Russian cybersecurity firm Kaspersky Lab claim that their investigation has revealed that hackers behind the "Olympic Destroyer" attack at last month’s Opening Ceremony of the Winter Olympic Games here used duplicated software to cover their tracks.
The Olympic Destroyer hack took down WiFi during the Ceremony at Pyeongchang Olympic Stadium on February 9 and also affected several broadcasts of the event by knocking out television screens.
Additionally, it affected the Pyeongchang 2018 websites, leaving fans unable to print tickets or view results of events.
Kaspersky claim the Olympic Destroyer was a network worm launched to infect the servers of Pyeongchang 2018.
The worm was then able to steal passwords from infected computers, allowing it to shut down the systems.
Since the Opening Ceremony, various rumours about who was behind the attack have been circulating with suspicions falling on North Korean, Russian and Chinese hackers.
North Korea were said to be spying on the Pyeongchang 2018 computers before the Games even started and the frosty relations between North and South Korea an obvious motive.
The motive behind a Russian attack is also clear given the team’s controversial ban from the Olympics for doping violations.
Although the motives behind a Chinese-based attack are unclear, Chinese hackers were suspected after similarities were drawn between the Olympic Destroyer and malware previously used by Chinese attackers.
Interestingly, however, Kaspersky point out that the Olympic Destroyer was a relatively mild hack, making the real motive behind the attack unclear.
Kaspersky say that their initial investigations also led to North Korea and, more specifically, the Lazarus Group, who are backed by the North Korean state, after their researchers found traces of Lazarus' digital fingerprints in the hack.
Further research showed that the software used to hack last month’s Olympic Ceremony was, in fact, an imitation of Lazarus Group software designed to divert suspicion from the real attackers.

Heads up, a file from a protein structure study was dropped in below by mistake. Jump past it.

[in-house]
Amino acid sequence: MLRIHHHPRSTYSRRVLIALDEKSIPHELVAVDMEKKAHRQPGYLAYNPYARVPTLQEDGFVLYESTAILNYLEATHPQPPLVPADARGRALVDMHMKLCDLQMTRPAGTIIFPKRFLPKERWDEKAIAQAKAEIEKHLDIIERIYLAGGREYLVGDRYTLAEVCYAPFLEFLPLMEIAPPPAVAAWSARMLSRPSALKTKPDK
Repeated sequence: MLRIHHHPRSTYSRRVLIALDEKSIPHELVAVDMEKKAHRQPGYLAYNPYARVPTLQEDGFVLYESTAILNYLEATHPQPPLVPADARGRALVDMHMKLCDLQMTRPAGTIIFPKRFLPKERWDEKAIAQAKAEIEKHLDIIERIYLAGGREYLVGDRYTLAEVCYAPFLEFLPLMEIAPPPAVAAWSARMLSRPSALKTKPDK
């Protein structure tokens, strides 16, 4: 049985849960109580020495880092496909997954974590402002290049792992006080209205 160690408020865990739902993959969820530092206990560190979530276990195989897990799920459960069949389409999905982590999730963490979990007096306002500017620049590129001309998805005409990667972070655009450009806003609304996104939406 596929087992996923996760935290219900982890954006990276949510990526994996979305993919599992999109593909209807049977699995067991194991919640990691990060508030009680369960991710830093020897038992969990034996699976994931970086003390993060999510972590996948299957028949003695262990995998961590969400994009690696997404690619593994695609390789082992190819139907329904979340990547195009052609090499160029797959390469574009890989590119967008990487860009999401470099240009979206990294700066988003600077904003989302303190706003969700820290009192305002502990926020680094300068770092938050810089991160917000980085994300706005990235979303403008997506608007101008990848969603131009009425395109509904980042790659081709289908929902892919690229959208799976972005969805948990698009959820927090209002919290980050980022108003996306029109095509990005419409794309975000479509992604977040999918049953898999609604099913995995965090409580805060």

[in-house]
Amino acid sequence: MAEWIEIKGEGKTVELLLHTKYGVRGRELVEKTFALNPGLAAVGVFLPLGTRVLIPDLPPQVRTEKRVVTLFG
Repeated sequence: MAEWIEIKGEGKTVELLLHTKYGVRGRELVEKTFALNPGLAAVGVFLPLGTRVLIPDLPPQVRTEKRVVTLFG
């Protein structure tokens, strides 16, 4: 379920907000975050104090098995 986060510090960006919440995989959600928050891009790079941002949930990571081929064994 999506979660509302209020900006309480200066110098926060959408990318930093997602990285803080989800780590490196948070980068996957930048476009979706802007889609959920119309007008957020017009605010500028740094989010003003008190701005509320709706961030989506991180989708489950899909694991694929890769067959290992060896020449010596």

Kaspersky even believe that there could have been a second level of deception in the hack as some evidence, including the use of NordVPN and host provider MonoVM, points to Russian hacker group Fancy Bears', now famous for hacking the database of the World Anti-Doping Agency on several occasions.
As reported by ITPro, head of the Asia-Pacific Research Department at Kaspersky, Vitaly Kamluk, commented: "It's as if a criminal had stolen someone else' DNA and left it at a crime scene instead of their own.
"We discovered and proved that the DNA found on the crime scene was dropped there on purpose."
Kaspersky conclude that, given the number of possible different sources behind the attack, it is impossible to know for 100 per cent who carried it out.
"We've always said that attribution in cyberspace is very hard as lots of things can be faked, and Olympic Destroyer is a pretty precise illustration of this," Kamluk said.
Kaspersky do, however, say that the likely purpose of the attack was to test the malware's ability to fool security researchers in a real-life setting, which would allow them to create other deceptive attacks in the future.